500 Companies Pledge to Detoxify Beauty Products; Major Companies Still Refuse to Sign
More than 500 cosmetics and body care product manufacturers have signed "The Compact for Safe Cosmetics," a pledge to eliminate toxic ingredients from their products. The Compact is a project of The Campaign for Safe Cosmetics, an international coalition of public health, labor, environmental, consumer, and women's groups. Signatories have three years to find safe alternatives for chemicals that have been linked to cancer, birth defects, hormone disruption and other negative health effects.
The European Union has banned many known toxic components from personal-care products, but similar ingredients are still legal in the US. The Food and Drug Administration (FDA) does not review cosmetics ingredients, relying instead on industry self-regulation. The Compact will require companies to inventory their products for chemicals that pose health hazards and to comply with EU standards.
Signatories so far include The Body Shop, Burt's Bees, and Kiss My Face. Absent are the world's largest cosmetics companies, such as L'Or�al, Revlon, Est�e Lauder, Gap, Avon, OPI, and Proctor & Gamble, who have refused to sign, according to the Campaign for Safe Cosmetics.
The Campaign for Safe Cosmetics estimates that women and girls in the US use an average of 12 personal care products each day. Nail salon and cosmetology workers, who handle solvents, chemical solutions, and glues on a daily basis, may have even higher levels of toxic exposure.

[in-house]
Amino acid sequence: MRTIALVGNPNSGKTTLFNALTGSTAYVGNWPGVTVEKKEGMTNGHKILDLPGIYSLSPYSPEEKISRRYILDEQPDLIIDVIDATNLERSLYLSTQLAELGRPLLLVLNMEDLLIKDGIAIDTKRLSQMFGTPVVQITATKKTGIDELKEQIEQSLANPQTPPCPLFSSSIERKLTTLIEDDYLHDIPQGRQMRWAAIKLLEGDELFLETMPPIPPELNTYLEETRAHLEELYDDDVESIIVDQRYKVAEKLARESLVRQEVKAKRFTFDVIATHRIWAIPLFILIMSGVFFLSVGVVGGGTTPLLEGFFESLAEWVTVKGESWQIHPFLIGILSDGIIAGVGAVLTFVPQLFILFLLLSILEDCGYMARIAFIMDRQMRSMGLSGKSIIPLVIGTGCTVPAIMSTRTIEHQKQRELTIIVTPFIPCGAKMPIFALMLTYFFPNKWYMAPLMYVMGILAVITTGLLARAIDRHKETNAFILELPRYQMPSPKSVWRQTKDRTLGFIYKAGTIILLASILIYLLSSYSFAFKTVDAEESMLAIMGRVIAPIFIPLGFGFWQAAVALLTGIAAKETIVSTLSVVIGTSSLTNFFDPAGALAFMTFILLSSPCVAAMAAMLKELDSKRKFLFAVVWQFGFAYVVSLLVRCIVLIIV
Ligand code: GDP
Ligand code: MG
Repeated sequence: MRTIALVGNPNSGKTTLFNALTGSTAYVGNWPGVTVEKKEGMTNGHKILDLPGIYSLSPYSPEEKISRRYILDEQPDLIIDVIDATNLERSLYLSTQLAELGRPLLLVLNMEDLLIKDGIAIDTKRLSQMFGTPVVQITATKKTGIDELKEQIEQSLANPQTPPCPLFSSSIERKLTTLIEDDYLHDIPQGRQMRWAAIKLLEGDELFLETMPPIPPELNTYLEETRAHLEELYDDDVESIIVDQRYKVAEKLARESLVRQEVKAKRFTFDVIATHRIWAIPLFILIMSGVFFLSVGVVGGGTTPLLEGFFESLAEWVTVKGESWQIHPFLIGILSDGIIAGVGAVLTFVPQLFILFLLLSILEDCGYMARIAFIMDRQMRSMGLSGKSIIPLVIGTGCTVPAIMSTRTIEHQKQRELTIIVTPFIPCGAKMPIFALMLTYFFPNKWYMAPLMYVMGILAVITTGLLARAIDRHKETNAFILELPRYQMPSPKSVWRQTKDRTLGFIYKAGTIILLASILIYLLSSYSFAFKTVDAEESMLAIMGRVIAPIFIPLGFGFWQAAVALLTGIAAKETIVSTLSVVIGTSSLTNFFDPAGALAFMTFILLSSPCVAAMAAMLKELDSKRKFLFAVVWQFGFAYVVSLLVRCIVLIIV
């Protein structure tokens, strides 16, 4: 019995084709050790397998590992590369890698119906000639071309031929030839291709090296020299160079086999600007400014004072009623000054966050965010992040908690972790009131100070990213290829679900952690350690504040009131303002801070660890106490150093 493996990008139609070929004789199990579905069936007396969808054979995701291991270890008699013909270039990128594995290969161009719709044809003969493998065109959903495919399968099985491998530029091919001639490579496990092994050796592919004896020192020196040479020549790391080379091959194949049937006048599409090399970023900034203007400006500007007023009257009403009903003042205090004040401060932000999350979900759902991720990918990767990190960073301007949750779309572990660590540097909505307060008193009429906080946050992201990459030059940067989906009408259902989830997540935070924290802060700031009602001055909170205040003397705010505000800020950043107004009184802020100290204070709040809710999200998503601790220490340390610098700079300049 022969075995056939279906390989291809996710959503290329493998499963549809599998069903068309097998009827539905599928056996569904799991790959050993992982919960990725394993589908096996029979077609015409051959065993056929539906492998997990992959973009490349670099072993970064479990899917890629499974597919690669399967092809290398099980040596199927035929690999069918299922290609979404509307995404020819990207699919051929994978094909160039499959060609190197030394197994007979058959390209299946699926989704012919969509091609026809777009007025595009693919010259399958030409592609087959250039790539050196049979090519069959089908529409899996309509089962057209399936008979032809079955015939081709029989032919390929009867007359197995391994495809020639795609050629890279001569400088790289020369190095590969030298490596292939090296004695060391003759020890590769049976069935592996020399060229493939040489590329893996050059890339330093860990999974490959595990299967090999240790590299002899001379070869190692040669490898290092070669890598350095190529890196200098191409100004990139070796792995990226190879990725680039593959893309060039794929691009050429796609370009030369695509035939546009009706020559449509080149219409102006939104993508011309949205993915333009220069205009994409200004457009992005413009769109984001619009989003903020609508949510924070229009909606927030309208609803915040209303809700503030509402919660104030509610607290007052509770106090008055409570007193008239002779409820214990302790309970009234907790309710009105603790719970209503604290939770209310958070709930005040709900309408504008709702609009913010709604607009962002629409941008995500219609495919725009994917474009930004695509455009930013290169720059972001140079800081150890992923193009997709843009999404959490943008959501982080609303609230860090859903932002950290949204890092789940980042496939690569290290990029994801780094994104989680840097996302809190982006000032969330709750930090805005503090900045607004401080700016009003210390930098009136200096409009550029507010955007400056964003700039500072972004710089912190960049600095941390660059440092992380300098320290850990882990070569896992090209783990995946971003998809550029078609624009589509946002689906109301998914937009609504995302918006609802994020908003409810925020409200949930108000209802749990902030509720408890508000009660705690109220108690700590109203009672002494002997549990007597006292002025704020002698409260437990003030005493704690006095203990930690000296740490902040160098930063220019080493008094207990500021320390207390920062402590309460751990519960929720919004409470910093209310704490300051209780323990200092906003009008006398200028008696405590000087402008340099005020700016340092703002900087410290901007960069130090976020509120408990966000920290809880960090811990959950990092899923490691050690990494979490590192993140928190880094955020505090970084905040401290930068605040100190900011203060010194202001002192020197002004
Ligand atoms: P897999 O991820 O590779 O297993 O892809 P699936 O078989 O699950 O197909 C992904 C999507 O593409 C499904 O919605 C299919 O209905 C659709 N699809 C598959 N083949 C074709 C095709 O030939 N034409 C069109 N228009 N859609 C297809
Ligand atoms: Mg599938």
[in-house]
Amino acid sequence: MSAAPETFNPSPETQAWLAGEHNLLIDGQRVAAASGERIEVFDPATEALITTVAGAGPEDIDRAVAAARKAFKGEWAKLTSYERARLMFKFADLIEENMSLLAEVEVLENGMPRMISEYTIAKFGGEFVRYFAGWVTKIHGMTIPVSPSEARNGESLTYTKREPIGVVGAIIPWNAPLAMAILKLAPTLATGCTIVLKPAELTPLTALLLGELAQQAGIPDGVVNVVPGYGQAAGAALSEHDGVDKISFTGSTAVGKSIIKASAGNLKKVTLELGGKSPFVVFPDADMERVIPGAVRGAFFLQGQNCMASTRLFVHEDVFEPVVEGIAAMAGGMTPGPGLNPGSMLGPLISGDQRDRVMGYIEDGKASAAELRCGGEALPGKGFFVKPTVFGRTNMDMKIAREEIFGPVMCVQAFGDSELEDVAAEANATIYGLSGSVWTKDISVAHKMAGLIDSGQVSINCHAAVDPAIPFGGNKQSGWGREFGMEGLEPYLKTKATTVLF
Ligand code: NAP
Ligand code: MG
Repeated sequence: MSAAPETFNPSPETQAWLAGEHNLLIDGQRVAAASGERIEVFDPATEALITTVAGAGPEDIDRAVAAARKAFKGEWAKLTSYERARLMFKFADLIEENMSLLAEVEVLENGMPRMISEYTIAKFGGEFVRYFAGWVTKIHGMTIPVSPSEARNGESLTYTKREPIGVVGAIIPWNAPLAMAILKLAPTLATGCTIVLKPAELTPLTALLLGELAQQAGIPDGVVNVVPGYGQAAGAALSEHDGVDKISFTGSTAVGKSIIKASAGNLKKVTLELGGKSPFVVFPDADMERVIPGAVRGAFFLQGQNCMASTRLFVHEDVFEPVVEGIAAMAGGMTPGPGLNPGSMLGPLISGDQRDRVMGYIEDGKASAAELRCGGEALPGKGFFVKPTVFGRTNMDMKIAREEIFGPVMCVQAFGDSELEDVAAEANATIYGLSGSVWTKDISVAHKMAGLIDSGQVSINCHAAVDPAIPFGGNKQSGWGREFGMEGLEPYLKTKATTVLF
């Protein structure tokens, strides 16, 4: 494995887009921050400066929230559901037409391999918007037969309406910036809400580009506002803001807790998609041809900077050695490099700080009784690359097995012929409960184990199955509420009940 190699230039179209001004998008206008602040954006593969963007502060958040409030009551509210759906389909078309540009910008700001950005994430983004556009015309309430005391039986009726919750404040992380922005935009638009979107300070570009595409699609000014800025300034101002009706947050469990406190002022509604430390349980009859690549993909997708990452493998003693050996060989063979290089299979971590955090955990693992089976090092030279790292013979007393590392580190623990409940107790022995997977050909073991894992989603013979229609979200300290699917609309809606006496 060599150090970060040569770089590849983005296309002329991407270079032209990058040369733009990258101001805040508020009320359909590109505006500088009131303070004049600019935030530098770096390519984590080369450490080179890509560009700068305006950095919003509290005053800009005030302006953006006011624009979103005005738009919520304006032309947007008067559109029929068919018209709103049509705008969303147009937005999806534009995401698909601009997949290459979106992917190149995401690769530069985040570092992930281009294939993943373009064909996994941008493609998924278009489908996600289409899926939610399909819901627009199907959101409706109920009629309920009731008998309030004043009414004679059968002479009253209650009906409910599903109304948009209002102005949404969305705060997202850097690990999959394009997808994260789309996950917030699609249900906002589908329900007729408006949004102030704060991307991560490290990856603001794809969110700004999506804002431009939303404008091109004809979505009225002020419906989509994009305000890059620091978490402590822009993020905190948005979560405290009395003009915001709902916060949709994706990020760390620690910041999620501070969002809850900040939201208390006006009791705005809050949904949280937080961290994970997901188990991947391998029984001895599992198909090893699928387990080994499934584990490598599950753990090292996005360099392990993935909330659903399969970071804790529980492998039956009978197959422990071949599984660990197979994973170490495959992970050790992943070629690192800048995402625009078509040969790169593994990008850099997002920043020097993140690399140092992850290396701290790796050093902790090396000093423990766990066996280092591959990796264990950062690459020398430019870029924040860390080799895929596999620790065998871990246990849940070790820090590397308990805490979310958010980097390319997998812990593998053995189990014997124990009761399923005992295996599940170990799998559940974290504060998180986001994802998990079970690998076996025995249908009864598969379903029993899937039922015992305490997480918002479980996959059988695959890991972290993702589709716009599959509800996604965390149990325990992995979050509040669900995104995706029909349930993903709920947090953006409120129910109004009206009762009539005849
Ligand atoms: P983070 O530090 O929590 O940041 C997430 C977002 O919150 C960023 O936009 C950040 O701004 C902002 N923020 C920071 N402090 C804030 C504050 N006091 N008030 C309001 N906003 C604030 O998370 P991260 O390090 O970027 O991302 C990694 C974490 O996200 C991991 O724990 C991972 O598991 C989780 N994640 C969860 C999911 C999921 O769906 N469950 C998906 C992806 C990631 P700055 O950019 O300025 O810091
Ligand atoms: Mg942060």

10/21/2014 Afghanistan's New First Lady Advances Women's Issues - Just a few days after moving to the presidential palace, Afghanistan's new First Lady Rula Ghani said that she hopes to encourage greater respect for women.
Rula Ghani already broke tradition by participating in her husband, Ashraf Ghani Ahmadzai's, campaign for President. . . .
10/21/2014 Hulu Silences Rape Survivor Speaking Out Against Anti-Abortion Amendment 67 in Colorado - Hulu, an online, ad-supported streaming service, has refused to run an advertisement from the "No on 67" campaign in Colorado, citing the company's policy regarding "controversial" political positions on issues like abortion.
In a letter to the CEO of Hulu, dated October 10, the Vote No on 67 Campaign, which is supported by the Feminist Majority Foundation, asked the company to reconsider its unwillingness to air a 35-second spot featuring a rape survivor's testimony about the far-reaching impact of Colorado's proposed Amendment 67. . . .